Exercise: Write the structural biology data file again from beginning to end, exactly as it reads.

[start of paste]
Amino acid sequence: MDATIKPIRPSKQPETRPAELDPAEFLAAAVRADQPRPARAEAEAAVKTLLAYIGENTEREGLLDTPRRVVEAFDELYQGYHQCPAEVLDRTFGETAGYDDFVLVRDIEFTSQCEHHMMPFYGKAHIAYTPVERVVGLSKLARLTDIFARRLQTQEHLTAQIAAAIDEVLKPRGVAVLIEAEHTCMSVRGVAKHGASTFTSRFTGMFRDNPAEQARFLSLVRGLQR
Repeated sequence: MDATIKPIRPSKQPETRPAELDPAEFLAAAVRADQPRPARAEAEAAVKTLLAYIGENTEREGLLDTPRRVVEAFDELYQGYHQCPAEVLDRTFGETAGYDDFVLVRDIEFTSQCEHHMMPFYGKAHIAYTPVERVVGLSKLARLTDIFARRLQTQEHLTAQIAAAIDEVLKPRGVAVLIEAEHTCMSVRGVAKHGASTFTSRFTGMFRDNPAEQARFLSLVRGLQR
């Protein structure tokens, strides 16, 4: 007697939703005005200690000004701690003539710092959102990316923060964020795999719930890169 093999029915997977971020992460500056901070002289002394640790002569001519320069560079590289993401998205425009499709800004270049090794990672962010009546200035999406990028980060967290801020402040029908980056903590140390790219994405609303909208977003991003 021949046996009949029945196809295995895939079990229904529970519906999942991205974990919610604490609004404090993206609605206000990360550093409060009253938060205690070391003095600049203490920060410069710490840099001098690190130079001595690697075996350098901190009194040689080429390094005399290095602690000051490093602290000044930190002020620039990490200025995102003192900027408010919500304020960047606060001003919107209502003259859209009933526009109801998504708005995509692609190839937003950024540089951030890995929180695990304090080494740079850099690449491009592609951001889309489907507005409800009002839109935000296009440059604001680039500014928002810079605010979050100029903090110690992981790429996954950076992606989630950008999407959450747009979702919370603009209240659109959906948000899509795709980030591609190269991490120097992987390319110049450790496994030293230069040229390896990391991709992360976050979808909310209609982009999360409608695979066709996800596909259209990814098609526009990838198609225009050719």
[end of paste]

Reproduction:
Amino acid sequence: MDATIKPIRPSKQPETRPAELDPAEFLAAAVRADQPRPARAEAEAAVKTLLAYIGENTEREGLLDTPRRVVEAFDELYQGYHQCPAEVLDRTFGETAGYDDFVLVRDIEFTSQCEHHMMPFYGKAHIAYTPVERVVGLSKLARLTDIFARRLQTQEHLTAQIAAAIDEVLKPRGVAVLIEAEHTCMSVRGVAKHGASTFTSRFTGMFRDNPAEQARFLSLVRGLQR
Repeated sequence: MDATIKPIRPSKQPETRPAELDPAEFLAAAVRADQPRPARAEAEAAVKTLLAYIGENTEREGLLDTPRRVVEAFDELYQGYHQCPAEVLDRTFGETAGYDDFVLVRDIEFTSQCEHHMMPFYGKAHIAYTPVERVVGLSKLARLTDIFARRLQTQEHLTAQIAAAIDEVLKPRGVAVLIEAEHTCMSVRGVAKHGASTFTSRFTGMFRDNPAEQARFLSLVRGLQR
């Protein structure tokens, strides 16, 4: 007697939703005005200690000004701690003539710092959102990316923060964020795999719930890169 093999029915997977971020992460500056901070002289002394640790002569001519320069560079590289993401998205425009499709800004270049090794990672962010009546200035999406990028980060967290801020402040029908980056903590140390790219994405609303909208977003991003 021949046996009949029945196809295995895939079990229904529970519906999942991205974990919610604490609004404090993206609605206000990360550093409060009253938060205690070391003095600049203490920060410069710490840099001098690190130079001595690697075996350098901190009194040689080429390094005399290095602690000051490093602290000044930190002020620039990490200025995102003192900027408010919500304020960047606060001003919107209502003259859209009933526009109801998504708005995509692609190839937003950024540089951030890995929180695990304090080494740079850099690449491009592609951001889309489907507005409800009002839109935000296009440059604001680039500014928002810079605010979050100029903090110690992981790429996954950076992606989630950008999407959450747009979702919370603009209240659109959906948000899509795709980030591609190269991490120097992987390319110049450790496994030293230069040229390896990391991709992360976050979808909310209609982009999360409608695979066709996800596909259209990814098609526009990838198609225009050719």